Practice Resurrection

 In Culture, Fred's Blog

Last week I attended the annual meeting of the Wedgwood Circle. Wedgwood seeks out and convenes people who are committed to creating and supporting art and entertainment that is “good, true and beautiful.”

It’s hard work being an artist. Jack Kerouac said, “Genius gives birth, talent delivers.” It’s oftentimes discouraging and unrewarding work spending years turning inspiration and imagination into something tangible for others to appreciate or value. However, it is even harder if your desire is to create something not just commercially viable but also “good, true and beautiful for the common good.”

Consider the odds just in getting your film into the Sundance Film Festival. Over 12,000 independent feature films are submitted every year to the festival, and only 120 are selected.

Every single year there are 650 films released into theaters, and half (about $30 billion) of the global revenues are generated by the top 50 films.

Writers may have it even harder. Over one million books were published in the United States last year with more than two-thirds of those being self-published. Ten percent of the self-published authors generate 75 percent of the royalties. In case you are curious, the biggest earning category is romantic fiction writers – by a wide margin.

And musicians. While there were more than 75,000 new releases last year, the average album sells only 13 copies. In a recent Atlantic Monthly article, “The Shazam Effect,” Derek Thompson writes that the top one percent of bands and solo artists now earn 77 percent of all revenue from recorded music.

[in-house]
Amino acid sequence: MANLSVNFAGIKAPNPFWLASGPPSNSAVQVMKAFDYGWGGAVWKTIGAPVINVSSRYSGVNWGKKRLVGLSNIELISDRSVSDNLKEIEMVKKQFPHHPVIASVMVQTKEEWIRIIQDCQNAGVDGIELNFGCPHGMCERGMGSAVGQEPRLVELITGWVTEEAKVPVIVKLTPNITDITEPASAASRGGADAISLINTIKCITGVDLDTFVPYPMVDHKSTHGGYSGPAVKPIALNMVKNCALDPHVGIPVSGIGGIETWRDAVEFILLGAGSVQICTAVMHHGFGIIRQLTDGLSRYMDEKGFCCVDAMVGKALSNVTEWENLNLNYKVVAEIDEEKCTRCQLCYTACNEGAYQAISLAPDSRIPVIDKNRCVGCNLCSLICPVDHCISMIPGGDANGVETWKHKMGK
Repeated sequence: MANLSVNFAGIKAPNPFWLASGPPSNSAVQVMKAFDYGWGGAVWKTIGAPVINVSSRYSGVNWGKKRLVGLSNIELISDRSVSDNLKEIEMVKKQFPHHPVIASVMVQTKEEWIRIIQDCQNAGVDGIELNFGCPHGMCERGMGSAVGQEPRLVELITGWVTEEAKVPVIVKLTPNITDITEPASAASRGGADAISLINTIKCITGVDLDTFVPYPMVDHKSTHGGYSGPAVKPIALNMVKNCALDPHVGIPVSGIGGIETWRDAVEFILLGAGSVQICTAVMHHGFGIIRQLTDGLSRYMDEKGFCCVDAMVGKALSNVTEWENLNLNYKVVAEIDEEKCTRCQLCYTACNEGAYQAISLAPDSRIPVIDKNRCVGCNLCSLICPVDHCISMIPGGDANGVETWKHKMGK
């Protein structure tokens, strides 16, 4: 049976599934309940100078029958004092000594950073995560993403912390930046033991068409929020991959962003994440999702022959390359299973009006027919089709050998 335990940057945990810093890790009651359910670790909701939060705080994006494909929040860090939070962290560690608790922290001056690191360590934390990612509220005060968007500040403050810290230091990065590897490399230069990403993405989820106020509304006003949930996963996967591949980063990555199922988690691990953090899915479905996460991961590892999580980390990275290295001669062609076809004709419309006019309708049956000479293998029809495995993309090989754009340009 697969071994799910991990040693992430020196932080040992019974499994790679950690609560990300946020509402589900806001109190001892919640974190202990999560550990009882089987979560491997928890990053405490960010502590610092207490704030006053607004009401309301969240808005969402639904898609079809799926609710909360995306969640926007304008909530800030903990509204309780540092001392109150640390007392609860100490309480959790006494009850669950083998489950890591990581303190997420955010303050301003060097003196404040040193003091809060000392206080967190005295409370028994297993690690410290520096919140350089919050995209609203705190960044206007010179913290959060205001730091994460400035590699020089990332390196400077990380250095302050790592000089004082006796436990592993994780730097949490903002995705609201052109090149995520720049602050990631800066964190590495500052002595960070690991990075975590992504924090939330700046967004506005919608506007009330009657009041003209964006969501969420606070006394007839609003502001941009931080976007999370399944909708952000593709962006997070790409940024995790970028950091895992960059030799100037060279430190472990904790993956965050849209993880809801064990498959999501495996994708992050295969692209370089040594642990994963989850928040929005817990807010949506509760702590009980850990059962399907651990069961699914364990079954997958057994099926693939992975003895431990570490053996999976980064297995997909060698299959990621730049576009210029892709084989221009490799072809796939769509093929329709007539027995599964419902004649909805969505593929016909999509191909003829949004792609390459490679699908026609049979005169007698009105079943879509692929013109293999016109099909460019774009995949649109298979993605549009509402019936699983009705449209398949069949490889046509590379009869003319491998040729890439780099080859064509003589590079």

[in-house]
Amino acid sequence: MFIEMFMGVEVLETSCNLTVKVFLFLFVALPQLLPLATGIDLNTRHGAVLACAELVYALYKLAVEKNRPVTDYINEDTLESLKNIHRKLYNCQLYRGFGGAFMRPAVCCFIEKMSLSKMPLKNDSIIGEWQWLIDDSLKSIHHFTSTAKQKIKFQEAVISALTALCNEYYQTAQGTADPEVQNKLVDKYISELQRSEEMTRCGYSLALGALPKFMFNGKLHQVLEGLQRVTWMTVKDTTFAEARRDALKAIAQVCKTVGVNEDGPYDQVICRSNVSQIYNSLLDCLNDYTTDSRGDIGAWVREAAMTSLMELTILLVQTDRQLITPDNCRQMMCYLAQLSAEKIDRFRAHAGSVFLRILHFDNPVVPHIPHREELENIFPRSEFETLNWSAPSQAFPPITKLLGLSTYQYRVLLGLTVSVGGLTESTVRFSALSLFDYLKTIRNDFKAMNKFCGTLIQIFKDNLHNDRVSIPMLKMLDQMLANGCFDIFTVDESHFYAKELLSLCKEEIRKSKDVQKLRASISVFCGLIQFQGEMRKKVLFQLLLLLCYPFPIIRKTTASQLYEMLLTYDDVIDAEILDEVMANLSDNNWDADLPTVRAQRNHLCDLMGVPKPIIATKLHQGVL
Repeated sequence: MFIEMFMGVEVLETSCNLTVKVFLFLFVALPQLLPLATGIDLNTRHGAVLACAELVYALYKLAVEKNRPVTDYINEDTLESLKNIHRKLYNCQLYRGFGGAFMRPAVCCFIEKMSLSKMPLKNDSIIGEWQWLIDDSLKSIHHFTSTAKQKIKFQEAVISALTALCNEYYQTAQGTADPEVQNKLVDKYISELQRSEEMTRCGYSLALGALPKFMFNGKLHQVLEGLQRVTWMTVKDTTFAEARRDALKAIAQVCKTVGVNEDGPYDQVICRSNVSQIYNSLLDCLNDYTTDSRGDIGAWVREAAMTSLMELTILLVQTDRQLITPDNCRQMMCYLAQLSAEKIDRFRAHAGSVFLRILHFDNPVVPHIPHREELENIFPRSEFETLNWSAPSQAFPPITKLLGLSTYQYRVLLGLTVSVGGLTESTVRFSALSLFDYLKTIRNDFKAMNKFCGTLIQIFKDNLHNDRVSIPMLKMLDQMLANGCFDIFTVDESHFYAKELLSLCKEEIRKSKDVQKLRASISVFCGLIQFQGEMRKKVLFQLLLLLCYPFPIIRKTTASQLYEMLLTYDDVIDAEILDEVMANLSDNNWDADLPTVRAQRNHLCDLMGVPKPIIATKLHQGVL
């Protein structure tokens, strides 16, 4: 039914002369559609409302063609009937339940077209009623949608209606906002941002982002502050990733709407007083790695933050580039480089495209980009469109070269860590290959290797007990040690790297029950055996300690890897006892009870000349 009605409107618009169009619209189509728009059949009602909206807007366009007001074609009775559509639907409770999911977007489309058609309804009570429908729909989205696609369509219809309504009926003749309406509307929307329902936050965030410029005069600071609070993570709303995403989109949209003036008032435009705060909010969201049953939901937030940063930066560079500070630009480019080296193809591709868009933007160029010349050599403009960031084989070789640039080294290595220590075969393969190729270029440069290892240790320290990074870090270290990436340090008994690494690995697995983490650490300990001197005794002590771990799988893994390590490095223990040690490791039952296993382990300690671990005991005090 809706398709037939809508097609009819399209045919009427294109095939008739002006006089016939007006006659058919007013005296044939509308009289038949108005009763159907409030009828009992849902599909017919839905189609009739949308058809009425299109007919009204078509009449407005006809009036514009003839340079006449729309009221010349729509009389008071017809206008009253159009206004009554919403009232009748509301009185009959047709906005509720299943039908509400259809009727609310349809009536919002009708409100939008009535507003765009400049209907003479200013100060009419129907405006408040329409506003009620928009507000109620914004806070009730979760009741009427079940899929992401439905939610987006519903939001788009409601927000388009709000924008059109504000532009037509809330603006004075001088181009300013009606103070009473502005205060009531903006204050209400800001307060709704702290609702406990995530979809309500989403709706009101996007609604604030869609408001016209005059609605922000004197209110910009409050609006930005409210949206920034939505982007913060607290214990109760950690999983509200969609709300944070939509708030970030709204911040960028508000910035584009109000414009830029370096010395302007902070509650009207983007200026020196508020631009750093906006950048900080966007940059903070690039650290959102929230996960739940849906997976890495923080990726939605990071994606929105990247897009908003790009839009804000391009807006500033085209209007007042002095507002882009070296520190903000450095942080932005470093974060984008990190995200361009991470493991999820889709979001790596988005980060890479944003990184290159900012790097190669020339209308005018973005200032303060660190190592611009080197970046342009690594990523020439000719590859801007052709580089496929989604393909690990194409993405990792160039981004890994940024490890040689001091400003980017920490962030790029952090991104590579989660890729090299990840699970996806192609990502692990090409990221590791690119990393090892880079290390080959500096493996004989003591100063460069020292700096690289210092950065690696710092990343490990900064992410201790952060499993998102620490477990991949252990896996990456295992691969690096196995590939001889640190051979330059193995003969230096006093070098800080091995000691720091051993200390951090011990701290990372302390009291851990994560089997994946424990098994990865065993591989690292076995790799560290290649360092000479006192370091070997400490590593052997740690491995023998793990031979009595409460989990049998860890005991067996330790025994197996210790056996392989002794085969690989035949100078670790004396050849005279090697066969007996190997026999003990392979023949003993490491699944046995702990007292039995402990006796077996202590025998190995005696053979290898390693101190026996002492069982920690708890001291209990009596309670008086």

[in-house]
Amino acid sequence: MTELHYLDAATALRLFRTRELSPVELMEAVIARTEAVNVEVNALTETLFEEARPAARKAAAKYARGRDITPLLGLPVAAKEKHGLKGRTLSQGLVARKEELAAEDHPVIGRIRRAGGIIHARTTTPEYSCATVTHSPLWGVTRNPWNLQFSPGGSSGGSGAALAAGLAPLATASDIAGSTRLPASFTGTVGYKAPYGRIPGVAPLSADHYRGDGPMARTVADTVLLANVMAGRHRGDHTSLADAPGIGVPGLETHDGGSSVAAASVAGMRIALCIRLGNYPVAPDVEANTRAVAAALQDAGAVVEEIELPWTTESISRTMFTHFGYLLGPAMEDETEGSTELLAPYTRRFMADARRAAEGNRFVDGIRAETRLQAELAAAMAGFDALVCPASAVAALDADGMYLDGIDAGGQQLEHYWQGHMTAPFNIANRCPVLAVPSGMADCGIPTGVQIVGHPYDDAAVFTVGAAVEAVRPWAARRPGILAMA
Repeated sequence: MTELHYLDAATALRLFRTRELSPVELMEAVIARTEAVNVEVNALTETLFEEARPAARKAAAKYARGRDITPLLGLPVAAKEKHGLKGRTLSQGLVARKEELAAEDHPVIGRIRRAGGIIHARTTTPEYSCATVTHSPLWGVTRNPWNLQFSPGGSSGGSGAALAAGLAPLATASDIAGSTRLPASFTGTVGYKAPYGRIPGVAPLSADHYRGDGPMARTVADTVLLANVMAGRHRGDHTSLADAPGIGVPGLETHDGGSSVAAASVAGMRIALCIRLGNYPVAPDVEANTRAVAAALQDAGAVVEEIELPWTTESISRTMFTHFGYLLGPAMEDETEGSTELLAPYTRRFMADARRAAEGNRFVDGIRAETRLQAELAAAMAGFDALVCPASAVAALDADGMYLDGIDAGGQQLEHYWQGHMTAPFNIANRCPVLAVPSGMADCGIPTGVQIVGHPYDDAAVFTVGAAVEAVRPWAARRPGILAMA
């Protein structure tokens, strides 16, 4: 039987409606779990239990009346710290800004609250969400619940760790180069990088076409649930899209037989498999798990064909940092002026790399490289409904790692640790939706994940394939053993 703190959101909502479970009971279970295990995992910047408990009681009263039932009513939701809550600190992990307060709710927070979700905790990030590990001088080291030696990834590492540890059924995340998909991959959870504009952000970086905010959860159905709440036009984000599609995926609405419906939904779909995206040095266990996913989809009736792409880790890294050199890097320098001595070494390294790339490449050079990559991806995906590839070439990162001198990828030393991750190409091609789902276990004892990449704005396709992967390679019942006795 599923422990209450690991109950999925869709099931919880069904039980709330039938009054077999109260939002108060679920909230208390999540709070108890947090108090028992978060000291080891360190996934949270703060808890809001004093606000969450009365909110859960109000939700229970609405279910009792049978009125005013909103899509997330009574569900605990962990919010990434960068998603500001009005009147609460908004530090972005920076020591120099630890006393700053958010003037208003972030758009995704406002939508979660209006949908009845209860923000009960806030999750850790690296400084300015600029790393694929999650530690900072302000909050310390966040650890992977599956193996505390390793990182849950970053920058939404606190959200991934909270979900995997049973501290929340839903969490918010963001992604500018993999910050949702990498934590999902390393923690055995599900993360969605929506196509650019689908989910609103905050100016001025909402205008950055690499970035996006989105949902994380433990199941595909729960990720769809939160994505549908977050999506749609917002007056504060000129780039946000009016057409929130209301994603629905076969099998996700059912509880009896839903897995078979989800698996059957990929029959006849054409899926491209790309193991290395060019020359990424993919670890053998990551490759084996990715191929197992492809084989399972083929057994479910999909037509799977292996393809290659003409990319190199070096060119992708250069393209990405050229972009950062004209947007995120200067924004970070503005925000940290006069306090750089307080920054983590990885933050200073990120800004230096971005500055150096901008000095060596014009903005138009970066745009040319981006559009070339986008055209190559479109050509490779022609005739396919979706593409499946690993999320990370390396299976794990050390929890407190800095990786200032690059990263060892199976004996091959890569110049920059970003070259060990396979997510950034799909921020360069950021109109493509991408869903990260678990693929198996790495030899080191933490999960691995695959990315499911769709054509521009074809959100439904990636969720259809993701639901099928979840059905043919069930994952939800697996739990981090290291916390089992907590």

The world of “culture shaping” is a world dominated by a few at the top, and the role of technology in predicting (and deciding) who will make it there is becoming the real story. It’s no longer about writing a good song but about writing a song that will be picked up by the data gatherers and identified as a likely success.

Shazam began as a service to help people quickly identify a song’s artist and title when they heard it somewhere, like in a restaurant or bar. All you need is a cell phone. It has been downloaded more than 500 million times and used to find some 30 million songs, making it one of the most popular apps of all time.

But Shazam’s real contribution goes much deeper, and the effect of what they are doing is far broader. It is more than the exhaustive analysis. It is also defining reality. It is telling us what the world around us values, and because we are shaped by that – either in fashion, ideas, music or film – we make our own choices to conform to others.

Thompson writes, “By studying 20 million searches every day, Shazam can identify which songs are catching on and where, before just about everyone else.” They can detect the smallest ripple and determine with remarkable accuracy whether it will be hit. Similar to an exit poll sample on election night, they can extrapolate a few plays of a song in a small town into a national “breakout.”